- Scientific Name:
- Kobus leche kafuensis
- Park Location:
- Open savannah, wetland
- Kafue Flats Lechwe are happiest standing in up to 50cm depths of water!
- They are excellent swimmers.
- When frightened, lechwe completely submerge leaving only their nostrils exposed.
Kafue Lechwe can only be found in the Kafue Flats area in Zambia, Africa. These lechwe live specifically in swamps and wetlands. Their hooves are long and wide-spreading which enables them to move easily on marshy ground.
The Kafue Lechwe is a medium sized, reddish brown antelope with a white underside. They have distinctive black markings on the face and front legs. Their back legs (hindquarters) are longer than their front legs (forequarters) making it easier to move through the swampy ground.
They stand about 3½ feet (110cm) tall and weigh between 132 - 286 pounds (60-130 kilos). The males have beautiful long horns which are thin and ridged. Lyre shaped, these horns can reach 3 feet (90cm) in length. Lechwe are active during the day and gather in herds which may number into their thousands. The majority of the time the herds are single sex, but during the mating season they mix.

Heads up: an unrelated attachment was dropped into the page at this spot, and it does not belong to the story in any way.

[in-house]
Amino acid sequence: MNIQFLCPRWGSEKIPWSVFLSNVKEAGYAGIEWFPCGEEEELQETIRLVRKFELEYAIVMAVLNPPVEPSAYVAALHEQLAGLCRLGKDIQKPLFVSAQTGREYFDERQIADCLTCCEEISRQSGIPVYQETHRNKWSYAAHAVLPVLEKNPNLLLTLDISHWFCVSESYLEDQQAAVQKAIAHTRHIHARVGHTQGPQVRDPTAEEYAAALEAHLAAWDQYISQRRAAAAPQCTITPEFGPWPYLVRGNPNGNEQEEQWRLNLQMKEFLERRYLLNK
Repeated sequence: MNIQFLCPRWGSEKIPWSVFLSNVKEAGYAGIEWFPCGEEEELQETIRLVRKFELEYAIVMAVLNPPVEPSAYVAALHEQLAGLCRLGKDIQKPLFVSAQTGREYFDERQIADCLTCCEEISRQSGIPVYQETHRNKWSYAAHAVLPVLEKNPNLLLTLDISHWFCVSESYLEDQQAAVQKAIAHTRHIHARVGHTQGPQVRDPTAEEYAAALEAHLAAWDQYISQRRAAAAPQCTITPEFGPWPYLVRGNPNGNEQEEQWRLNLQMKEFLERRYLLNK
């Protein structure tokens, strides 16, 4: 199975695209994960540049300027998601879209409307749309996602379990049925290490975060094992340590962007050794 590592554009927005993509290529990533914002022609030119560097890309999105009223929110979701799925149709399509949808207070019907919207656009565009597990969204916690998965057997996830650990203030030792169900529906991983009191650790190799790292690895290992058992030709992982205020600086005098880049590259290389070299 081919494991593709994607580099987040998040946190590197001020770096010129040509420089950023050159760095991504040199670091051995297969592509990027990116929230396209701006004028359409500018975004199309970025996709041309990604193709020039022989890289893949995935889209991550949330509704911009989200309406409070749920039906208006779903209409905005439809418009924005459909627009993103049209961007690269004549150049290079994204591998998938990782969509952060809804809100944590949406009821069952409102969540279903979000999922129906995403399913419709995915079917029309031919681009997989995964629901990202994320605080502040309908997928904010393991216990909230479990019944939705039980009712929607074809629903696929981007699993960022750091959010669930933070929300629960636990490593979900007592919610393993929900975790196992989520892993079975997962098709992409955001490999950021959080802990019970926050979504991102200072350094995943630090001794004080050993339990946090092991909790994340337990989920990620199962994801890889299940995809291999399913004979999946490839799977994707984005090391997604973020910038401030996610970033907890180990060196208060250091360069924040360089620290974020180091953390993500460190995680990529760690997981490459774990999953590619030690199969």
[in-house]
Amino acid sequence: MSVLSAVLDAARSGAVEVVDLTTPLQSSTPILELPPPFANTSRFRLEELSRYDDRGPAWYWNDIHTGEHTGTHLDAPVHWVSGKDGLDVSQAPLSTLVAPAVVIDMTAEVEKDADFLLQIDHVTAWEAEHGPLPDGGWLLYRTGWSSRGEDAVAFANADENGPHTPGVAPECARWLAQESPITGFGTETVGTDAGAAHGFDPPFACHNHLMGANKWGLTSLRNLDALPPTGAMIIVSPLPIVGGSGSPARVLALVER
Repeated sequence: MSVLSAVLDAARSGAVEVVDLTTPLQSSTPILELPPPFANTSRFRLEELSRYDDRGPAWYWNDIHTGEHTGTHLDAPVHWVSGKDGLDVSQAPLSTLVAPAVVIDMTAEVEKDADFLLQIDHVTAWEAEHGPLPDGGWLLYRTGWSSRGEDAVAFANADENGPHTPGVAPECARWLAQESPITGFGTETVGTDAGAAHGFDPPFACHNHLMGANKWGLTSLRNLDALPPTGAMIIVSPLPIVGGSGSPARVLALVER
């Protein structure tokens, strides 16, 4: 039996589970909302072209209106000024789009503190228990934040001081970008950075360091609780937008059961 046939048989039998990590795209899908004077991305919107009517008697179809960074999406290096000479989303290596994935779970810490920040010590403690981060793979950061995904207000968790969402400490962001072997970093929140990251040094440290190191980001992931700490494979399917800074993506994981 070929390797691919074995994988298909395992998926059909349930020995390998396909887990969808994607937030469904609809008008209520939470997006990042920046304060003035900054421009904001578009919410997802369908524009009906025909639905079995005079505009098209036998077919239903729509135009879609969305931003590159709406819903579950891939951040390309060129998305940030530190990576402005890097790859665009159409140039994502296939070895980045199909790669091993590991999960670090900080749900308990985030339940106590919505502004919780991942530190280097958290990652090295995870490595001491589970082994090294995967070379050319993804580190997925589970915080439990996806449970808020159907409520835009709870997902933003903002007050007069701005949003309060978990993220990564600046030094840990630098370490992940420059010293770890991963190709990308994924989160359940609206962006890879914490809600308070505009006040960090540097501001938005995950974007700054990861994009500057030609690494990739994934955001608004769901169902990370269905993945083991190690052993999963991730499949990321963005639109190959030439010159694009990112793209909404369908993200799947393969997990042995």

They are semi-aquatic and spend the majority of their time in and around water. After 7-8 months' gestation a single calf is born, normally on the drier land, the majority of the births occurring during the dry season (July-October).
One of the major threats to the Kafue Lechwe population is the building of hydroelectric dams by people. The dams block the water and eliminate the seasonal floodplain habitat that is critical for the lechwe.